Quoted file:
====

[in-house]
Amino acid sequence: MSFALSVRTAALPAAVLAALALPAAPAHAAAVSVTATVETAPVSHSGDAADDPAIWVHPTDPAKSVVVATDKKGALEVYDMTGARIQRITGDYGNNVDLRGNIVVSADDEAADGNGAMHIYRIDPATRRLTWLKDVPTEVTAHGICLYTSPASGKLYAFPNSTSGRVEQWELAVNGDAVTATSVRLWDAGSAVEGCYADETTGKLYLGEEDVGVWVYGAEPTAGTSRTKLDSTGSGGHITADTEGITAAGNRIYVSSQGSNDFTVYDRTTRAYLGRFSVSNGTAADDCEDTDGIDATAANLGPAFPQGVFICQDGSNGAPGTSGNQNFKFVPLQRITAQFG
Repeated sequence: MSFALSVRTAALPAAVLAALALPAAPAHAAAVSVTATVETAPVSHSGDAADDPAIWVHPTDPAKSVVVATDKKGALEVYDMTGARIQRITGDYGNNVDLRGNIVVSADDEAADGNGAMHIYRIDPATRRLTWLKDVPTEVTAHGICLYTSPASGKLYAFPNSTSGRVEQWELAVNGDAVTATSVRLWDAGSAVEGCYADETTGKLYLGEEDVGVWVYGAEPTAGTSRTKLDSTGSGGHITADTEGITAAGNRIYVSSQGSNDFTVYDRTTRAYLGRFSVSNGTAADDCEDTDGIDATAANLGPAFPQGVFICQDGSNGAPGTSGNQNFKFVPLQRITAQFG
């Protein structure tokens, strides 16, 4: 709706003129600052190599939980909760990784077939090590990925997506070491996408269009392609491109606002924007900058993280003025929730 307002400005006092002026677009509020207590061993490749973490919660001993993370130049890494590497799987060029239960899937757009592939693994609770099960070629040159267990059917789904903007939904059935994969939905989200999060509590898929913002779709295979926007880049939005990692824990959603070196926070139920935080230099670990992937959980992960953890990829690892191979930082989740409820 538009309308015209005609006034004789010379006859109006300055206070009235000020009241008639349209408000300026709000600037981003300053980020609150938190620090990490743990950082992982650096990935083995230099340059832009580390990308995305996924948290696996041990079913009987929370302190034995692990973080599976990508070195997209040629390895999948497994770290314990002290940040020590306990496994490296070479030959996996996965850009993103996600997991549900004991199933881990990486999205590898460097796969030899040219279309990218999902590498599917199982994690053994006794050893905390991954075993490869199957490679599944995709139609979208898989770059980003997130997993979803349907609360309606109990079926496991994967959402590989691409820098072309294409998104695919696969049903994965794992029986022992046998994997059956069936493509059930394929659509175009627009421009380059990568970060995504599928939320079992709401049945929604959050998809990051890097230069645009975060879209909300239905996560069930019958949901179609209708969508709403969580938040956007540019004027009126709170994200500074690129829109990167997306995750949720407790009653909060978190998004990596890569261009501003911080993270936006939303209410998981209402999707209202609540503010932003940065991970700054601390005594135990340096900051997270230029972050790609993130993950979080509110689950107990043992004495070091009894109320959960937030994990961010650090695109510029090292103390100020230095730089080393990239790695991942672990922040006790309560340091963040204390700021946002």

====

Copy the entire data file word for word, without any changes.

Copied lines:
[in-house]
Amino acid sequence: MSFALSVRTAALPAAVLAALALPAAPAHAAAVSVTATVETAPVSHSGDAADDPAIWVHPTDPAKSVVVATDKKGALEVYDMTGARIQRITGDYGNNVDLRGNIVVSADDEAADGNGAMHIYRIDPATRRLTWLKDVPTEVTAHGICLYTSPASGKLYAFPNSTSGRVEQWELAVNGDAVTATSVRLWDAGSAVEGCYADETTGKLYLGEEDVGVWVYGAEPTAGTSRTKLDSTGSGGHITADTEGITAAGNRIYVSSQGSNDFTVYDRTTRAYLGRFSVSNGTAADDCEDTDGIDATAANLGPAFPQGVFICQDGSNGAPGTSGNQNFKFVPLQRITAQFG
Repeated sequence: MSFALSVRTAALPAAVLAALALPAAPAHAAAVSVTATVETAPVSHSGDAADDPAIWVHPTDPAKSVVVATDKKGALEVYDMTGARIQRITGDYGNNVDLRGNIVVSADDEAADGNGAMHIYRIDPATRRLTWLKDVPTEVTAHGICLYTSPASGKLYAFPNSTSGRVEQWELAVNGDAVTATSVRLWDAGSAVEGCYADETTGKLYLGEEDVGVWVYGAEPTAGTSRTKLDSTGSGGHITADTEGITAAGNRIYVSSQGSNDFTVYDRTTRAYLGRFSVSNGTAADDCEDTDGIDATAANLGPAFPQGVFICQDGSNGAPGTSGNQNFKFVPLQRITAQFG
């Protein structure tokens, strides 16, 4: 709706003129600052190599939980909760990784077939090590990925997506070491996408269009392609491109606002924007900058993280003025929730 307002400005006092002026677009509020207590061993490749973490919660001993993370130049890494590497799987060029239960899937757009592939693994609770099960070629040159267990059917789904903007939904059935994969939905989200999060509590898929913002779709295979926007880049939005990692824990959603070196926070139920935080230099670990992937959980992960953890990829690892191979930082989740409820 538009309308015209005609006034004789010379006859109006300055206070009235000020009241008639349209408000300026709000600037981003300053980020609150938190620090990490743990950082992982650096990935083995230099340059832009580390990308995305996924948290696996041990079913009987929370302190034995692990973080599976990508070195997209040629390895999948497994770290314990002290940040020590306990496994490296070479030959996996996965850009993103996600997991549900004991199933881990990486999205590898460097796969030899040219279309990218999902590498599917199982994690053994006794050893905390991954075993490869199957490679599944995709139609979208898989770059980003997130997993979803349907609360309606109990079926496991994967959402590989691409820098072309294409998104695919696969049903994965794992029986022992046998994997059956069936493509059930394929659509175009627009421009380059990568970060995504599928939320079992709401049945929604959050998809990051890097230069645009975060879209909300239905996560069930019958949901179609209708969508709403969580938040956007540019004027009126709170994200500074690129829109990167997306995750949720407790009653909060978190998004990596890569261009501003911080993270936006939303209410998981209402999707209202609540503010932003940065991970700054601390005594135990340096900051997270230029972050790609993130993950979080509110689950107990043992004495070091009894109320959960937030994990961010650090695109510029090292103390100020230095730089080393990239790695991942672990922040006790309560340091963040204390700021946002």